Abstract: The world’s population is ageing rapidly: by the year 2050, more than one in five people are expected to be aged over 60. Social changes that intersect with this ageing demographic have resulted in the expansion of intergenerational relationships both vertically and horizontally. Opportunities for multigenerational intra-familial contact are increasing, as are opportunities for multiple, more transient, social encounters between generational actors in the broader population. Not surprisingly, therefore, intergenerational relationships constitute an emerging policy priority at an international level, with the United Nations’ Report of the Second World Assembly on Ageing emphasising “the need to strengthen solidarity among generations”. However, key to the actualisation of such policy drivers is the need to understand generational identification within particular socio-historical contexts. Drawing upon Alanen’s (2001, Explorations in generational analysis. In L. Alanen & B Mayall (Eds) Conceptualising child-adult relations. Ch.2: 11-22 RoutledgeFalmer. London) relational development of a Mannheimian approach to understanding generations, this paper explores processes of generational identification through the narratives of older people living in a post-industrial northern city in the UK. Paying particular attention to older people’s articulation of similarities and differences in the values and behaviours of differently positioned actors, the paper highlights the significance, as the older people recursively construct their own generational identities, of a familial generational frame.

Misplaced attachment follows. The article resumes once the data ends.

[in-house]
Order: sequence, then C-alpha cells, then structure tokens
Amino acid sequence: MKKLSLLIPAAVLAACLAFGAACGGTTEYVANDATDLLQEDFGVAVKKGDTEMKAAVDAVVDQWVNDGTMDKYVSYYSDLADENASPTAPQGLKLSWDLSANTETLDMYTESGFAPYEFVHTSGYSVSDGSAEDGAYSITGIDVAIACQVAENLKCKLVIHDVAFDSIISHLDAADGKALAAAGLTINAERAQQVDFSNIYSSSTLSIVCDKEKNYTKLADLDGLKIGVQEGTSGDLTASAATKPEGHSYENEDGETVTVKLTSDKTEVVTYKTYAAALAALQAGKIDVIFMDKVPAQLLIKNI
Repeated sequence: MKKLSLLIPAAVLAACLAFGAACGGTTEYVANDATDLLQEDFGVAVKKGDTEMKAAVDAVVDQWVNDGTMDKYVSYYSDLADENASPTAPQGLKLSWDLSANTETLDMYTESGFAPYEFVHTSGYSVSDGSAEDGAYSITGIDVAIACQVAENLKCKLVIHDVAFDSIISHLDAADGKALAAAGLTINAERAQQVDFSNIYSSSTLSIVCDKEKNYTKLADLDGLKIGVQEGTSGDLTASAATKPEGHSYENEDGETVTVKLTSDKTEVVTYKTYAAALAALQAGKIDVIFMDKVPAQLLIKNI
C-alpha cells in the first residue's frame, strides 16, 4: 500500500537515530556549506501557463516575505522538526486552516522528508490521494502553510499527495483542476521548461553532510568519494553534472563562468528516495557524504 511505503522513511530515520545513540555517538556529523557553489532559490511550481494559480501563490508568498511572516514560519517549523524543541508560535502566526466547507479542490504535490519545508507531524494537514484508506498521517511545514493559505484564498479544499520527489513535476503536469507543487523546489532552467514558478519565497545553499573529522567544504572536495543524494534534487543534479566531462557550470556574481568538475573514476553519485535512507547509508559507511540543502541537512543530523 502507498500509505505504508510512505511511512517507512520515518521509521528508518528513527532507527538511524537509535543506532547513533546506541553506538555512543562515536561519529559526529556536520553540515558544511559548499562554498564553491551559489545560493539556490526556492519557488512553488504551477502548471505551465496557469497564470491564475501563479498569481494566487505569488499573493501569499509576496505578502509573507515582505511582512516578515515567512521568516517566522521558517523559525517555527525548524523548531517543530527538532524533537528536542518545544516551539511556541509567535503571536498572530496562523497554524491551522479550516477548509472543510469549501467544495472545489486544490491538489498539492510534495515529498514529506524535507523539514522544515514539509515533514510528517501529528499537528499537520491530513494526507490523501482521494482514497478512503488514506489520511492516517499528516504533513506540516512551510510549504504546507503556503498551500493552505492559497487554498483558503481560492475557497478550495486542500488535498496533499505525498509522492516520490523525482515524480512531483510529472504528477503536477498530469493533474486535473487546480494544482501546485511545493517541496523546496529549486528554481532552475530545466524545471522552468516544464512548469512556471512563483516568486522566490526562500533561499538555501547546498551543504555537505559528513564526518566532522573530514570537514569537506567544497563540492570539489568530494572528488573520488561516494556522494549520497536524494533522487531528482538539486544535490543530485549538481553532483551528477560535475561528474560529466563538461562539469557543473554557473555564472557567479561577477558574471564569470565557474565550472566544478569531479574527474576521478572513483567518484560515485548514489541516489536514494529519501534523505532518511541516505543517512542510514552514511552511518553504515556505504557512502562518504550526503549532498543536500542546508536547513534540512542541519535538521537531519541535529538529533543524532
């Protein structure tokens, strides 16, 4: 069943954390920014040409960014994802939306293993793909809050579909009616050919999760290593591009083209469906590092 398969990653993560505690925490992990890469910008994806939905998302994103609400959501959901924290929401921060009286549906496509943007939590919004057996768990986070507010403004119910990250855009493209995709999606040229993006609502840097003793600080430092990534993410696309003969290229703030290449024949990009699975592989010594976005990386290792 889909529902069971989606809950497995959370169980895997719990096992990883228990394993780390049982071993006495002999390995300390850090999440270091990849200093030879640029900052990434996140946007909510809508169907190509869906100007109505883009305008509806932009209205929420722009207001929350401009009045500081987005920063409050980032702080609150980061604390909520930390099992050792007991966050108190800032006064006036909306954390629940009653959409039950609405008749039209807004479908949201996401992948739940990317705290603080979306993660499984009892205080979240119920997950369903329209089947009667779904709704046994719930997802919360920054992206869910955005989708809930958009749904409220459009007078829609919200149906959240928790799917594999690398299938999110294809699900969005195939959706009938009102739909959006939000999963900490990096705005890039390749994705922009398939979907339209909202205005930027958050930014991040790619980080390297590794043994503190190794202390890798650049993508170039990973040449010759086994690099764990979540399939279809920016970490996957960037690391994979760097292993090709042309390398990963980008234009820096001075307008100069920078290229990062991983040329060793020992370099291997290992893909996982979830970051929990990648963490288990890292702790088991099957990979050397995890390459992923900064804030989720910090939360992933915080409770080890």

Keywords: Intergenerational relations. Identity. Older People.
    JEL: I31
  4. By: Nicolaas Groenewold; Anping Chen